Further Oral Activity #1 Task



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Further Oral Activity #1

Task:

Working alone, with a partner, or in a small group (Max.3), you are required to present an FOA based on a detailed study of at least one text related to one of the following topics:



History & Evolution of Language

(disappearing and revival languages, Creoles)



Translation

(what is added and what is lost)



Language and Knowledge

(science and technology, argot and jargon)



Language and Social Relations

(social and professional status, race)



Language and Belief

(religious discourse, mythology)



Language and Taboo

(swearing, political correctness)



Gender

(inequality, constructions of masculinity and femininity)



Sexuality

(construction through language)



Language and the Individual

(multilingualism, bilingualism, language profile/identity)



Language and Communities

(nation, region, subcultures)



Language and Power

(linguistic imperialism, propaganda)



After researching your topic and deconstructing your text(s), use the information to create your oral. In the FOA you will be expected to:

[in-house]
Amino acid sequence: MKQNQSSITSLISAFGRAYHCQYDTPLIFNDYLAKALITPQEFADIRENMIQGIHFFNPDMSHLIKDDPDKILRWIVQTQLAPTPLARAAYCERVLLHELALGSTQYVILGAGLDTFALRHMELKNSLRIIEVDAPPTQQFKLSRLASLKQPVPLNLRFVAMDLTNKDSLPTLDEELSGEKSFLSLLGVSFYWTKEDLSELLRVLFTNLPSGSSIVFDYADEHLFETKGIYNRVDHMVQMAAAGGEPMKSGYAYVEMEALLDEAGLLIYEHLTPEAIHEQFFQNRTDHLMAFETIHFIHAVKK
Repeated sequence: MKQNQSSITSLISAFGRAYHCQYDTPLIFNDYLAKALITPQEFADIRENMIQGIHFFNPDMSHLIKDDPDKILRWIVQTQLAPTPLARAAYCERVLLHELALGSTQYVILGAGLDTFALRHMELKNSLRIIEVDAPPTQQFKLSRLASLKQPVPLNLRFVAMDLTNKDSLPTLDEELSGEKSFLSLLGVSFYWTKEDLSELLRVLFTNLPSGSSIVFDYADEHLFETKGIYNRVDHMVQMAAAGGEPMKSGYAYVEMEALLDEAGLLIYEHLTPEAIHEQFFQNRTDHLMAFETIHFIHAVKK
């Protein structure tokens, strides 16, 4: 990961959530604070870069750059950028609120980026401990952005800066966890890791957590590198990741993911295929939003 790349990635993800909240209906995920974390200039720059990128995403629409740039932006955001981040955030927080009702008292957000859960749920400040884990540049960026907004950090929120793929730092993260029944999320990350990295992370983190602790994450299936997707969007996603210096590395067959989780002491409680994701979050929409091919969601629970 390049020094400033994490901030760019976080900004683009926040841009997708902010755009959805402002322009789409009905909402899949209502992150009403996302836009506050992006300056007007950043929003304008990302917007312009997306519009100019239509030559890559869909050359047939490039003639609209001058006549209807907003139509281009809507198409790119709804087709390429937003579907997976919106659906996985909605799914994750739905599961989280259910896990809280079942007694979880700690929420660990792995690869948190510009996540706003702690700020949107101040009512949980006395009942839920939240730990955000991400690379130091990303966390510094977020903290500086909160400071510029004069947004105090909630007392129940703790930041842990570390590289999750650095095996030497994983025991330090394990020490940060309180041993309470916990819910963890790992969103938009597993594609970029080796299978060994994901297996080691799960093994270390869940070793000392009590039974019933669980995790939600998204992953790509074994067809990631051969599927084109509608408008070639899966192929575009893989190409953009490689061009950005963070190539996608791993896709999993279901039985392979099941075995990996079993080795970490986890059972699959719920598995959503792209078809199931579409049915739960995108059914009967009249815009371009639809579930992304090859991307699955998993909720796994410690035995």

1. Analyze how audience and purpose affect the structure and content of texts

  2. Analyze the impact of language changes

  3. Demonstrate an awareness of how language and meaning are shaped by culture and context

  4. Demonstrate your understanding of both the text(s) and topic chosen

  5. Show an appreciation of how language is used to create meaning

  6. Demonstrate your ability to organize your ideas in a logical manner

  7. Use language effectively and accurately to communicate your ideas

  8. Your FOA will be presented live before the class, and will also be video-taped.

Length:

Each person should able to speak for 8-10 minutes. You will not be allowed to speak longer than 10 minutes and will be assessed on what you have said in this time. Each student will be assessed individually.



Process:

  1. Choose a focus for you FOA

(i.e. accent, dialect, non-standard English, bilingualism, ethnic identity, code switching, new Englishes, text speak, works in translation, evolution of language, etc.).

  1. Find one or two key texts to analyze

(i.e. song lyrics, poems, short stories, articles , Facebook pages, tweets, TV shows, movies, essays, etc. ).

  1. Complete the FOA proposal form.

  2. Analyze the texts and research your topic.

  3. Write a script for your FOA.

  4. Rehearse your FOA – you may use only one small notecard per person when presenting.

  5. Submit a typed transcript of the FOA (one per person), a Works Cited page (one per group) and a reflection (one per person) in MLA format to your teacher.

Sample FOA topics:

  • Examine what causes or creates a need for new terms in English. If necessity is the mother of invention, why do invent terms like “microaggression”? What need are we seeking to satisfy? Consider similar terms that are born out of social and culture values.